Contact:

604-688-0221 ext: 531

Elmira Aliakbari

Associate Director, Natural Resource Studies, Fraser Institute

Elmira Aliakbari is Associate Director of Natural Resource Studies at the Fraser Institute. She received a Ph.D. in Economics from the University of Guelph, and M.A. and B.S. degrees in Economics, both from the University of Tehran in Iran. She has studied public policy involving energy and the environment for nearly eight years. Prior to joining the Fraser Institute, Ms. Aliakbari was Director of Research, Energy, Ecology and Prosperity with the Frontier Center for Public Policy. She has presented her work at many academic conferences and has been published in the prestigious academic journal Energy Economics. Ms. Aliakbari’s research has been discussed in prominent media outlets including the Wall Street Journal, and her commentaries have appeared in major Canadian and American newspapers such as the Globe and Mail, Washington Times, National Post, and Financial Post.

Recent Research by Elmira Aliakbari

— Nov 27, 2018
Printer-friendly version
Evaluating the State of Fresh Water in Canada

Evaluating the State of Fresh Water in Canada finds that the quantity and quality of freshwater across the country is generally very good, with four out of five (82 per cent) of the country’s freshwater monitoring sites reporting fair to excellent quality between 2014 and 2016. Notably, Canada has the world’s third-largest renewable supply of freshwater and Canadians only consume a small fraction (about one per cent) of the freshwater available annually.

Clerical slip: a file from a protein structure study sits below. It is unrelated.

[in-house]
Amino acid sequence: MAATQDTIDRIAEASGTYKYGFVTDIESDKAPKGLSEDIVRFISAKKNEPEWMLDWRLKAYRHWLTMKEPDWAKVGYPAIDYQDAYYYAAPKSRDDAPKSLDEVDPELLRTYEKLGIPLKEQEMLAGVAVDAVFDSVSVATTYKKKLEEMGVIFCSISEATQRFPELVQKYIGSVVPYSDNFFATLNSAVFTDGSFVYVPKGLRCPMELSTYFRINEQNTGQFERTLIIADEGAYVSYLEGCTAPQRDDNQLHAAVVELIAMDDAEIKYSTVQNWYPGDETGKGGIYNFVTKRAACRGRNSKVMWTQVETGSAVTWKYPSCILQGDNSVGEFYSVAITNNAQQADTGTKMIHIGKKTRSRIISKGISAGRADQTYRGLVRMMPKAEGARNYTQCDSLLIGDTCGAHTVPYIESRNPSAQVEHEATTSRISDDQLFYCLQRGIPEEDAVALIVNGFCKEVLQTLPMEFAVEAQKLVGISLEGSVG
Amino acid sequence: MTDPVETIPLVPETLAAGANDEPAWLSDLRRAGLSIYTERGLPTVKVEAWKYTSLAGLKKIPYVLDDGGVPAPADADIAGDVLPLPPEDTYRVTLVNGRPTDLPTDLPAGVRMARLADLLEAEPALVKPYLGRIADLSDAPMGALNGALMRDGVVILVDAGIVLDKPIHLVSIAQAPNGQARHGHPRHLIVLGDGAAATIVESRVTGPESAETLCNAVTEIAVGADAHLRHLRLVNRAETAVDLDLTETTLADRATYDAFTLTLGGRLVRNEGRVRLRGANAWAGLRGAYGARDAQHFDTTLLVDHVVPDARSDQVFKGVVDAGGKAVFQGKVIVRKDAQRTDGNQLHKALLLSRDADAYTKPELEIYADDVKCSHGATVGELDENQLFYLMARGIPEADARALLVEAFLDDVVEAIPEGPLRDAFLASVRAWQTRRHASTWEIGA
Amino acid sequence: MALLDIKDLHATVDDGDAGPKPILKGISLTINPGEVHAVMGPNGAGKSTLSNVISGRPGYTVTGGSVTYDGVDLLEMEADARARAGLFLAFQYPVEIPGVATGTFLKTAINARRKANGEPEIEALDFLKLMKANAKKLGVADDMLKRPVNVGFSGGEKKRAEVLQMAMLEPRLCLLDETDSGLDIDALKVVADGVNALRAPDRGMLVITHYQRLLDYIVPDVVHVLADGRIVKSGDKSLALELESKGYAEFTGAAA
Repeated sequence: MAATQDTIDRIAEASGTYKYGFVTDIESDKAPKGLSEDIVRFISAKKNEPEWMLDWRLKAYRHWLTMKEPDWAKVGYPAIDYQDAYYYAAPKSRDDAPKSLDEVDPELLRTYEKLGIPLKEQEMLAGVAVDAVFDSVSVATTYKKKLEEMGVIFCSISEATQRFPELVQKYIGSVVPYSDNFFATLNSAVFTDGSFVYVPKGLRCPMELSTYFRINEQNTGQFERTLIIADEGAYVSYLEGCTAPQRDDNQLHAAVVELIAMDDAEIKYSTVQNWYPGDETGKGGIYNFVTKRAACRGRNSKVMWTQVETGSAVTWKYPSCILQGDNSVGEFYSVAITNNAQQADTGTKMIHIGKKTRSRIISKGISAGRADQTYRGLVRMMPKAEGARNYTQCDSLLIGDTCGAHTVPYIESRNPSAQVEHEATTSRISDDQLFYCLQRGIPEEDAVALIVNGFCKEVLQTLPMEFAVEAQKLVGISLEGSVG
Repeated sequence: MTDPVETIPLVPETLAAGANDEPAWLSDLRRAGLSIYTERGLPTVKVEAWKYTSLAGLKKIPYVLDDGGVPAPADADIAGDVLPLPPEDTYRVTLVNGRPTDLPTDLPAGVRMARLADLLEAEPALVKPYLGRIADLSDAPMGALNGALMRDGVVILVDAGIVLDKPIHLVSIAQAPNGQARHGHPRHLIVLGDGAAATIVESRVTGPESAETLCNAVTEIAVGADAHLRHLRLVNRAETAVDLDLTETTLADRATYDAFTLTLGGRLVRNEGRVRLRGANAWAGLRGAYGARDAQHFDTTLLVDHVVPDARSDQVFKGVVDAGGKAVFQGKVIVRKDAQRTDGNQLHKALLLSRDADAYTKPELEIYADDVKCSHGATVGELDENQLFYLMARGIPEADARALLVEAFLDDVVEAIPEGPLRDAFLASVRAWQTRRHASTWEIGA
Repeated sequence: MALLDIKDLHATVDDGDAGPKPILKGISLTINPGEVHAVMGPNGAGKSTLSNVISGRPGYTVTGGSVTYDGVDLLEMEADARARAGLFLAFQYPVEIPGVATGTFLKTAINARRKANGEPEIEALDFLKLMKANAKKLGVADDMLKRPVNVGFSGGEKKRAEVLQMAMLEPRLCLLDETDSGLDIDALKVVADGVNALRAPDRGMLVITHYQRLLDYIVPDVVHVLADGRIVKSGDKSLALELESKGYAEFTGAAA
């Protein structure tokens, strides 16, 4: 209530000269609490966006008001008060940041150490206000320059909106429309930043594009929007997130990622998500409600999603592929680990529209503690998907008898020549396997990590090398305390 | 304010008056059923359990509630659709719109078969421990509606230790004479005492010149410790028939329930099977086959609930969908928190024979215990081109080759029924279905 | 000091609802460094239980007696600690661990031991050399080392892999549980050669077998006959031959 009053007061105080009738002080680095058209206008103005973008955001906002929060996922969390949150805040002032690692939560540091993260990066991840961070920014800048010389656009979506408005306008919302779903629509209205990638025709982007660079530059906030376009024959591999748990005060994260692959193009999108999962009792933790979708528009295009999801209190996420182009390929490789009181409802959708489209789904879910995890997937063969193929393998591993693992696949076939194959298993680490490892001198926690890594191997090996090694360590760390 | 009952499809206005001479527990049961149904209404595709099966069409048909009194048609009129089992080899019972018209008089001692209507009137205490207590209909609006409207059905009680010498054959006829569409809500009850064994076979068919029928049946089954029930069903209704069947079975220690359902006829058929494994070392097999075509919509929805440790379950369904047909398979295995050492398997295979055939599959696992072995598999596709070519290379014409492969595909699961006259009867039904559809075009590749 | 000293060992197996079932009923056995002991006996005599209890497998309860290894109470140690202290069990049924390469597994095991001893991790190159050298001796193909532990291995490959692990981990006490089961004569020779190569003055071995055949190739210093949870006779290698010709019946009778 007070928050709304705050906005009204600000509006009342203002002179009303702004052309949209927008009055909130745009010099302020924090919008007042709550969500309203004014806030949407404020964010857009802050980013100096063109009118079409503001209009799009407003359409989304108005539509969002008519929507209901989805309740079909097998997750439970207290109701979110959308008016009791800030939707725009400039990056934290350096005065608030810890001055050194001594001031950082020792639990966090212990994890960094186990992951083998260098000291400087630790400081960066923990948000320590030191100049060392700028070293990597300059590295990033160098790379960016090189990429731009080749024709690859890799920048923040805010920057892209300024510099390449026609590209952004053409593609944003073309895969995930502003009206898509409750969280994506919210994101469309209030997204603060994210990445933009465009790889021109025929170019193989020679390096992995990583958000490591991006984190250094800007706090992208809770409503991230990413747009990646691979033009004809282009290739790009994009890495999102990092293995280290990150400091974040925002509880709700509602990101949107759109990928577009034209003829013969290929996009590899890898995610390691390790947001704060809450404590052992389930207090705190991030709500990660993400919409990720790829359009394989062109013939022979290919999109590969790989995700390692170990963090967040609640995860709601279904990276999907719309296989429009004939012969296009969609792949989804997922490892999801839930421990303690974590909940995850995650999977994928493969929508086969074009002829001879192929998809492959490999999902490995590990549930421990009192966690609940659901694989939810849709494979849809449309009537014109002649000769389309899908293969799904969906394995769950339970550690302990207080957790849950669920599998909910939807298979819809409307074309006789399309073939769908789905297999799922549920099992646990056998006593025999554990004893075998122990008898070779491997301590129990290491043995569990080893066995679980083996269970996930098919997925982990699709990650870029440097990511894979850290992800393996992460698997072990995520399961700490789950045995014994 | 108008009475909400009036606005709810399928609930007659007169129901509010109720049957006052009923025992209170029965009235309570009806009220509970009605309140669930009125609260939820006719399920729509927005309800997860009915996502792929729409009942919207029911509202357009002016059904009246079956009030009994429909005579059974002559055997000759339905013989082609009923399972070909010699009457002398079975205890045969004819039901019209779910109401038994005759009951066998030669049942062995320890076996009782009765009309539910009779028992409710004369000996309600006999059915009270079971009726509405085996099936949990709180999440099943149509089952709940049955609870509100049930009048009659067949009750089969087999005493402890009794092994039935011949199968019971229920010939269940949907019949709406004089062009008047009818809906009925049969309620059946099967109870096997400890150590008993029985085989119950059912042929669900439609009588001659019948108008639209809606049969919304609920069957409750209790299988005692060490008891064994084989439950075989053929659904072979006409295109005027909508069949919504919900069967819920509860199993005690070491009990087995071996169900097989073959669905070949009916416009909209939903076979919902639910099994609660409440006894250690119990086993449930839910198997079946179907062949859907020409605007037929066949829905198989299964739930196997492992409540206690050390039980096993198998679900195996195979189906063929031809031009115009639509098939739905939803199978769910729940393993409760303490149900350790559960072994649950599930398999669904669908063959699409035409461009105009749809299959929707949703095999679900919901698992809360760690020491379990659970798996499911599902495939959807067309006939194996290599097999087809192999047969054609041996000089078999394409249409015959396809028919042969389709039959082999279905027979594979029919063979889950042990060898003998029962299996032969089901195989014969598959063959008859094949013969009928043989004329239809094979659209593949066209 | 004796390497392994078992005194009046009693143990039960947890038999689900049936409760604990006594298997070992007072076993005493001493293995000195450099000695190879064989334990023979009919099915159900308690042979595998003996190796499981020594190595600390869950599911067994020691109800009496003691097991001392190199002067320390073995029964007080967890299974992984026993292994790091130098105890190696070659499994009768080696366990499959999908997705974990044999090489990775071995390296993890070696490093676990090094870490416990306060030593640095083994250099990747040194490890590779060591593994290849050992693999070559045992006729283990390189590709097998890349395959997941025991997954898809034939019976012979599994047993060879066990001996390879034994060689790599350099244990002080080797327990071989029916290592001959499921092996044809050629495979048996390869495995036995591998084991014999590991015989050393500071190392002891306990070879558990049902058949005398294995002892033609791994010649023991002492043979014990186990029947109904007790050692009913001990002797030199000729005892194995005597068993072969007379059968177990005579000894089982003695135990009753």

— Oct 4, 2018
Printer-friendly version
Electricity Reform in Ontario: Getting Power Prices Down

Electricity Reform in Ontario: Getting Power Prices Down finds that the Ontario government could reduce current electricity prices for Ontarians by 24 per cent by either cancelling or renegotiating existing contracts with wind and solar-power generators. These contracts represent almost 40 per cent of the Global Adjustment charge on Ontarians’ hydro bills while providing just seven per cent of the province’s total electricity generation.

— May 8, 2018
Printer-friendly version
The Cost of Pipeline Constraints in Canada

The Cost of Pipeline Constraints in Canada finds that this year, the Canadian energy sector will lose $15.8 billion in foregone revenues as a result of a shortage of pipeline capacity in Canada, which drives down the price of Canadian oil because of an overdependence on the U.S. market and an increased reliance on oil-by-rail—a more costly (and less safe) mode of transport.